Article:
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Al Qaeda Allies Confirm 2 Leaders' Deaths

An al Qaeda front group in Iraq declared in a statement posted on the Internet Sunday that its two top figures have been killed.

The statement by the Islamic State of Iraq provided the first confirmation from the terror network of the April 19 claim by the Iraqi and U.S. governments that the two men were killed in a joint operation while hiding at a safe house near the city of Tikrit, north of Baghdad.

U.S. Vice President Joe Biden has described the death Abu Omar al-Baghdadi and Abu Ayyub al-Masri as a "potentially devastating blow" to al Qaeda in Iraq. Their deaths also have provided Iraqi Prime Minister Nouri al-Maliki with a boost in his efforts to keep his job after his coalition finished second in parliamentary elections held March 7.

Sunday's statement said the death of al-Baghdadi and al-Masri would not affect the group's operations in Iraq after new members have joined the group recently. It also poured lavish praise on the two men.

"After a long journey filled with sacrifices and fighting falsehood and its representatives, two knights have dismounted to join the group of martyrs," the statement said. "We announce that the Muslim nation has lost two of the leaders of jihad, and two of its men, who are only known as heroes on the path of jihad."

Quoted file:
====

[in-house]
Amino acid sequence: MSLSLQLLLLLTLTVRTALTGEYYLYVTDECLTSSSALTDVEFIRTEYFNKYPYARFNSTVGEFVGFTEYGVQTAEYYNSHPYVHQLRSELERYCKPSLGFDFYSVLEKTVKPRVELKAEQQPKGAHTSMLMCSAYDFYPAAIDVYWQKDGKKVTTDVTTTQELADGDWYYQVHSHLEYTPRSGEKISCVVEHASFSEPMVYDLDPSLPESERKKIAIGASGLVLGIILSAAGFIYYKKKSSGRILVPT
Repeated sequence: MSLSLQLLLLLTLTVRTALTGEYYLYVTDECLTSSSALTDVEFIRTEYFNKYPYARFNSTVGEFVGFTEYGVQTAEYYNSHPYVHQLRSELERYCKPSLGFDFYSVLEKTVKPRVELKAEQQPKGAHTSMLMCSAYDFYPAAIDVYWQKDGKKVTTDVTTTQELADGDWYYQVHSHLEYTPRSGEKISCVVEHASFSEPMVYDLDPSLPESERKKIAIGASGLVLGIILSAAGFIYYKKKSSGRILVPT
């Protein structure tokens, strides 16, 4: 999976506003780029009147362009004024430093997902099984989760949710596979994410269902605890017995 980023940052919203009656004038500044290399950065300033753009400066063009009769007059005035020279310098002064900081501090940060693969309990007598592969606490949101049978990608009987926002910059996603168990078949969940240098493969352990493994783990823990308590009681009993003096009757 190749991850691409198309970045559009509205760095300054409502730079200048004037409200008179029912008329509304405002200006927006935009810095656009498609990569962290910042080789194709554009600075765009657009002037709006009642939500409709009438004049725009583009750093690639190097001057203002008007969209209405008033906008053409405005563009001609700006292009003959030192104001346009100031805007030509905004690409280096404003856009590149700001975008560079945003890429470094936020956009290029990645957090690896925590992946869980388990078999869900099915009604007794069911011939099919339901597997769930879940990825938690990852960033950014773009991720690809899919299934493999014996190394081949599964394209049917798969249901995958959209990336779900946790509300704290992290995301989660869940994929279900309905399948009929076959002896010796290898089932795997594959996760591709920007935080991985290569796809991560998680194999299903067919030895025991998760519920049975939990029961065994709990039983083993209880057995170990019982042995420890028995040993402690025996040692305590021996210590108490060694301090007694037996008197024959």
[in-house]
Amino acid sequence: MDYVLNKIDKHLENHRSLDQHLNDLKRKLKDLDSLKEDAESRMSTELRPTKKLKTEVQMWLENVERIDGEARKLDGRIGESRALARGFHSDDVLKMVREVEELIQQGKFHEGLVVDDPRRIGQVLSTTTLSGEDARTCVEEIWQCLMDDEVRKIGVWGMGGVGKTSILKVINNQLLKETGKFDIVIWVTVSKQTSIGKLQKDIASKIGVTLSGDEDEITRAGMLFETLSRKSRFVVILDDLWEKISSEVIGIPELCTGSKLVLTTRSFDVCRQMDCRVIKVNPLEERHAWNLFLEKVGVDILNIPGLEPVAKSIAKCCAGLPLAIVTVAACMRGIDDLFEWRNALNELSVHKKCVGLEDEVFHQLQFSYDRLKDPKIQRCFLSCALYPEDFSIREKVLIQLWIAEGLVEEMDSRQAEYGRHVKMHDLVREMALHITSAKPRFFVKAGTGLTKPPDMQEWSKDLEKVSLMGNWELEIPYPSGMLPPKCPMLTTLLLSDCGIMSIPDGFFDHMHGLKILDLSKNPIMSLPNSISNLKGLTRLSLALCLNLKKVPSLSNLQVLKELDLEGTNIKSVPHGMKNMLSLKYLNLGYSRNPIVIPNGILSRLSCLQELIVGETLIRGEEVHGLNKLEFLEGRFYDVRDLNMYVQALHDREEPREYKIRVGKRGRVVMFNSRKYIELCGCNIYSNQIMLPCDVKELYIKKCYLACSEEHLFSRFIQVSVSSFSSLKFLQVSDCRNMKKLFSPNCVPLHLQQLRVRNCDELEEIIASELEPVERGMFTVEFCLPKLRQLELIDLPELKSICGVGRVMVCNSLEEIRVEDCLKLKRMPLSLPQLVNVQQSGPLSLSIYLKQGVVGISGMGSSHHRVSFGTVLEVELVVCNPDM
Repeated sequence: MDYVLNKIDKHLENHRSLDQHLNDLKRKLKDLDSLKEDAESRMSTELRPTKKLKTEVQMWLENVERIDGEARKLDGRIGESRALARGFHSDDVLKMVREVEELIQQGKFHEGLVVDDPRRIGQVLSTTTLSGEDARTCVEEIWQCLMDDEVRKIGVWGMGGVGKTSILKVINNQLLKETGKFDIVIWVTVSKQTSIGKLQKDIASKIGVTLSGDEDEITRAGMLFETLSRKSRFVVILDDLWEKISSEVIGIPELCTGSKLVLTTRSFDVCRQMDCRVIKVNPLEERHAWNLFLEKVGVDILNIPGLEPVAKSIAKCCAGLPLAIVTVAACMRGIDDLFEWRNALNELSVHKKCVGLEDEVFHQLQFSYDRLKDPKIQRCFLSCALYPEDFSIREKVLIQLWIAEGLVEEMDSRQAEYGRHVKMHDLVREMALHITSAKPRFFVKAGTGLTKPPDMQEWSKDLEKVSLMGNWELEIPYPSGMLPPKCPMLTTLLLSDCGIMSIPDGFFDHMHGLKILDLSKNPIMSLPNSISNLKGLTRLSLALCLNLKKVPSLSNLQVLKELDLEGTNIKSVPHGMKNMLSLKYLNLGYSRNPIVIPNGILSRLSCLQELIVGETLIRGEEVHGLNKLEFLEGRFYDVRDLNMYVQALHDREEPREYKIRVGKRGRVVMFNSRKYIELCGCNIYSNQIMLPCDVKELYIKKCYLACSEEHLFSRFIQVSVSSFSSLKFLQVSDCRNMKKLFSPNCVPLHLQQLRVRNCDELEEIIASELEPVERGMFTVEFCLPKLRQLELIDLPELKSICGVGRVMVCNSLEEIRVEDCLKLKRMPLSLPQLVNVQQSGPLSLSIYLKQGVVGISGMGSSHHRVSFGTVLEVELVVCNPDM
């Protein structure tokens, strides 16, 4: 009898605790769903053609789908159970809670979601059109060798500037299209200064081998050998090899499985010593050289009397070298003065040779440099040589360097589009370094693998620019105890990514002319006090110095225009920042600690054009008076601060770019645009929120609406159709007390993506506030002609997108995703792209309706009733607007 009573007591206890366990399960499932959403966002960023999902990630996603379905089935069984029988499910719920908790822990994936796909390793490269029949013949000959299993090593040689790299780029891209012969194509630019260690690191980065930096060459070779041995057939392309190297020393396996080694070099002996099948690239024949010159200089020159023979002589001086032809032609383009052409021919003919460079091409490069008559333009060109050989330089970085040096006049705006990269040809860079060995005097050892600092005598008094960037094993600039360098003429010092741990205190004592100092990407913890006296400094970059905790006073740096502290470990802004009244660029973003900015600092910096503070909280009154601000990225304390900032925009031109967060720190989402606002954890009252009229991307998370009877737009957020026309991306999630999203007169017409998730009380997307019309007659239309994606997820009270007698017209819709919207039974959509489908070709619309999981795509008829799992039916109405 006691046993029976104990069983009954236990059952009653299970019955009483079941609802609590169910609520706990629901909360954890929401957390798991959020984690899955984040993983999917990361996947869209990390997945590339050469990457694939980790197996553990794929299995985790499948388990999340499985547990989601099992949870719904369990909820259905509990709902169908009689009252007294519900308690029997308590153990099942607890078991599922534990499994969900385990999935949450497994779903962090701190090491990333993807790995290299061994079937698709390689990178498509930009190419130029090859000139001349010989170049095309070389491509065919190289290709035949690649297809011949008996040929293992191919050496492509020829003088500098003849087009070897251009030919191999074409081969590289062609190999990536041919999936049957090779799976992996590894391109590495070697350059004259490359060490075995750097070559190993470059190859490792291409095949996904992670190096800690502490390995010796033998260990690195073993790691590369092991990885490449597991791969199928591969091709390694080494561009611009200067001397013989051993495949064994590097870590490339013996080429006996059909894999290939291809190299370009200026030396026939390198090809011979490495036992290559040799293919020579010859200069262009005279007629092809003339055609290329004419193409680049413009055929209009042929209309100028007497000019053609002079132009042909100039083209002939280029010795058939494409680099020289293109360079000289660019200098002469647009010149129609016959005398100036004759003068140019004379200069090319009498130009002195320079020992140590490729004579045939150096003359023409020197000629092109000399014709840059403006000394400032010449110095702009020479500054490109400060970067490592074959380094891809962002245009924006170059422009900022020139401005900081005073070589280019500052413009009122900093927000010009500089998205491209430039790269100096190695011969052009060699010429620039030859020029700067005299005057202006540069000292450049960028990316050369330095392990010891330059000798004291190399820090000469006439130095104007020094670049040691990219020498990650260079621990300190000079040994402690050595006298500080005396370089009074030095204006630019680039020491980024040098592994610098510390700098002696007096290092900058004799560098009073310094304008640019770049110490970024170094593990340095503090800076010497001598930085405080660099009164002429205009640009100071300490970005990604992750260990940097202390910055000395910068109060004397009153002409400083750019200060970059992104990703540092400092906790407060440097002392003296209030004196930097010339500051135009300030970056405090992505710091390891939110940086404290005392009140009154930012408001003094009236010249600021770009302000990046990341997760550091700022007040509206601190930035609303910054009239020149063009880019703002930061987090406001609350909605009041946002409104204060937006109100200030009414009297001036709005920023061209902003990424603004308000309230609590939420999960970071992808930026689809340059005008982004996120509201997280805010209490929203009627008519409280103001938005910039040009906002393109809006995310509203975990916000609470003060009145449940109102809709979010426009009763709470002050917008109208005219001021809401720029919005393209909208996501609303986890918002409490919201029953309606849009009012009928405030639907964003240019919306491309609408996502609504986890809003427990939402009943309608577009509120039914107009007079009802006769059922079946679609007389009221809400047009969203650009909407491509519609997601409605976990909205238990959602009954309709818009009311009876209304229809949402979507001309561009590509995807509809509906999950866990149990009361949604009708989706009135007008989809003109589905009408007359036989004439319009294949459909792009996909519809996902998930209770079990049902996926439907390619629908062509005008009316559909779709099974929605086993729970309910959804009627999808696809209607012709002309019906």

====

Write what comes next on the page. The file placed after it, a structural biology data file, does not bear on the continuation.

The statement was posted two days after bombings mostly targeting Shiite places of worship killed 72 people in Iraq's bloodiest day so far this year. The bombings were seen as an apparent backlash by the Sunni-led insurgency after the slaying of the two al Qaeda leaders.

Nobody claimed responsibility for Friday's attacks, but Iraqi officials were quick to blame al Qaeda, which often targets Shiite mosques and religious processions in a bid to stoke new sectarian bloodshed.

Al-Maliki said the insurgents were fighting back after the deaths of their two leaders.
By Associated Press Writer Sarah El Deeb

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